The US on Wednesday condemned North Korea and urged Pyongyang to sit down for talks after South Korea's military said it fired what is "presumed to be a ballistic missile" into the sea.
"This launch is in violation of multiple UN Security Council Resolutions and poses a threat to the DPRK's neighbours and the international community," a State Department spokesperson said, referring to the North by its official name, the Democratic People's Republic of Korea.
"We remain committed to a diplomatic approach to the DPRK and call on them to engage in dialogue," the official said.
In the decade since Supreme Leader Kim Jong-un took power, North Korea has made rapid progress in its military technology at the cost of international sanctions.
Despite severe economic difficulties during the coronavirus pandemic, Mr Kim said last week that the country would continue to build up its military capabilities.
In its latest apparent test, an unidentified projectile was fired into the sea east of the peninsula, the South Korean Joint Chiefs of Staff said in a statement, without immediately providing further details.
In 2021, nuclear-armed North Korea said it had successfully tested a new type of submarine-launched ballistic missile, a long-range cruise missile, a train-launched weapon and what it described as a hypersonic warhead.
The dialogue between Washington and Pyongyang remains stalled, following the collapse of talks between Mr Kim and former president Donald Trump in 2019.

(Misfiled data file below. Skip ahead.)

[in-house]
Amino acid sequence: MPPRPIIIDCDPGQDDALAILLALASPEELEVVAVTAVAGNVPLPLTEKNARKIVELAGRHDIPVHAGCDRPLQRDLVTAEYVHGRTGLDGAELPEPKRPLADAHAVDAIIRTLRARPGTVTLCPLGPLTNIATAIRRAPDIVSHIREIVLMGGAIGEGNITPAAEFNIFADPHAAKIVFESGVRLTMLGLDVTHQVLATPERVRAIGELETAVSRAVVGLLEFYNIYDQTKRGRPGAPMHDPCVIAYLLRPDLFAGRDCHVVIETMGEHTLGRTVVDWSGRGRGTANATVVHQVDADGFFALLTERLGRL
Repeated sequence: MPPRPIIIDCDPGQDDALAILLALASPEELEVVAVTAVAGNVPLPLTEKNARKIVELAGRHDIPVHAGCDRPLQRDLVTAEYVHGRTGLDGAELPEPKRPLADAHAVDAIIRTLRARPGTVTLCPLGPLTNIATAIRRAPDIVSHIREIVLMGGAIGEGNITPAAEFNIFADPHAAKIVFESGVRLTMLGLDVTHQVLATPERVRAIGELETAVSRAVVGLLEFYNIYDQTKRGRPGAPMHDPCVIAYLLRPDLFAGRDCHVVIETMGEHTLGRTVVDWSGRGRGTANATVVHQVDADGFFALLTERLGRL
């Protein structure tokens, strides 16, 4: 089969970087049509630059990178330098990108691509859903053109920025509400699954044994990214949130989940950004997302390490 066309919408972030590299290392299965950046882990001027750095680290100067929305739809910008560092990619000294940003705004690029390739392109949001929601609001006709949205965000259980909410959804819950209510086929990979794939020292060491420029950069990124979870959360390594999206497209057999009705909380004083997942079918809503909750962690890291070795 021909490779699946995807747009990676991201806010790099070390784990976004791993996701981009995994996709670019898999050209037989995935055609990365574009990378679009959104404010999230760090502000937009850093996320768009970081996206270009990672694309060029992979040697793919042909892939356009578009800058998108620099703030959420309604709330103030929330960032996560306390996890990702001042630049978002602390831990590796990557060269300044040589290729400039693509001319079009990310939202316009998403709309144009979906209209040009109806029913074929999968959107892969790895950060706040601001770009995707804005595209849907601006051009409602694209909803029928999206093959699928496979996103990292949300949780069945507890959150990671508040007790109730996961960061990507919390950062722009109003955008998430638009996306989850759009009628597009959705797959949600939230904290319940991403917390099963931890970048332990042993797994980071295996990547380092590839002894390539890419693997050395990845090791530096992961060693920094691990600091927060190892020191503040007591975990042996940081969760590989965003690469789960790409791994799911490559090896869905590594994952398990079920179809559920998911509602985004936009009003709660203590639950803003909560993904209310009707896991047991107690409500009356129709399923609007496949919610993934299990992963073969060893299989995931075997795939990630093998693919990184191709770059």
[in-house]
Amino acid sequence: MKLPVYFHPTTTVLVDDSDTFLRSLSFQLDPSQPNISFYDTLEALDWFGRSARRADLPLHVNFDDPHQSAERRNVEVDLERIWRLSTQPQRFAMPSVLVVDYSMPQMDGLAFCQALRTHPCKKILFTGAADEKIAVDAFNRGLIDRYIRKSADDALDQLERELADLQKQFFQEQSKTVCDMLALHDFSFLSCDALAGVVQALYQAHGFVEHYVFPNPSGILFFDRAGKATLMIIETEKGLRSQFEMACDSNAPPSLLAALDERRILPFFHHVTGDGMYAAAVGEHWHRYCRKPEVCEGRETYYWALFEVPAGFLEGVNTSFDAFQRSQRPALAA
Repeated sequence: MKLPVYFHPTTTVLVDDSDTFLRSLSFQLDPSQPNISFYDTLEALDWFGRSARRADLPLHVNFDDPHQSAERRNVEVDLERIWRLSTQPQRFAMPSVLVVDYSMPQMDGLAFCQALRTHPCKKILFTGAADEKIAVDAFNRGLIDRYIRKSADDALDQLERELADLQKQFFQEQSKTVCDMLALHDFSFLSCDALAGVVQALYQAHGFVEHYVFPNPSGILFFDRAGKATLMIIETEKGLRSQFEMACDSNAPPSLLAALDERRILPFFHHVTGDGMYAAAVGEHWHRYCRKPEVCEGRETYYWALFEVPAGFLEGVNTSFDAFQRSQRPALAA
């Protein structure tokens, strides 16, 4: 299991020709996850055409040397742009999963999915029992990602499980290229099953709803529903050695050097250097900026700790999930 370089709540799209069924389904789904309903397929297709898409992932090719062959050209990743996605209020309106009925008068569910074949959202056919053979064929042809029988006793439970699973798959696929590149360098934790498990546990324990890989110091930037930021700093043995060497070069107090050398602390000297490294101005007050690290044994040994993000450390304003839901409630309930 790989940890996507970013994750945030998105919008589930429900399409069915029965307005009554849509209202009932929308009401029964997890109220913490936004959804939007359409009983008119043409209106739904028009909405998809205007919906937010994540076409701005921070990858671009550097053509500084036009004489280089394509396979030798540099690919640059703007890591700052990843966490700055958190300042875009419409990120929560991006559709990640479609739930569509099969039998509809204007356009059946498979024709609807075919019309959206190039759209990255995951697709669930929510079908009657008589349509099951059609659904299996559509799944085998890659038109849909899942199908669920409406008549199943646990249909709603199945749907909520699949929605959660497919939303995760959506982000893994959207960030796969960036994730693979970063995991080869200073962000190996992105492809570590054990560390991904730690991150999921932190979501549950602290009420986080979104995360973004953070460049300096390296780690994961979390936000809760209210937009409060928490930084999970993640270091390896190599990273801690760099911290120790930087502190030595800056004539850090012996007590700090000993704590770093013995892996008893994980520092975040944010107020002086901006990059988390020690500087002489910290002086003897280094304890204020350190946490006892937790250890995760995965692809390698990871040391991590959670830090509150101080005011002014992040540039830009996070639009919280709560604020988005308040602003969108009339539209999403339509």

Under Mr Trump's successor, Mr Biden, the US has repeatedly declared its willingness to meet North Korean representatives, while saying it will seek denuclearisation.
At the end of a key meeting of the ruling Workers' Party last week, during which Mr Kim spoke about building up defences, he did not mention the US at all.
Instead of the policy positions on diplomacy for which Mr Kim's New Year statements have been closely watched in recent years, he focused on food security and development in an extensive speech.
But he said Pyongyang would continue to boost its defence capabilities, keeping in mind “the military environment of the Korean peninsula” and the changing international situation.
North Korea is under multiple sets of international sanctions over its nuclear and ballistic missile programmes, which have progressed rapidly under Mr Kim.
The impoverished nation has also been under a rigid self-imposed coronavirus blockade that has hammered its economy.
The worsening economic situation during the pandemic, however, has not blunted those programmes, and North Korea has continued to pursue weapons development, a UN report said in October.
Concerns have grown about a full-blown food crisis in North Korea, and a UN human rights expert said in October that the most vulnerable were “at risk of starvation".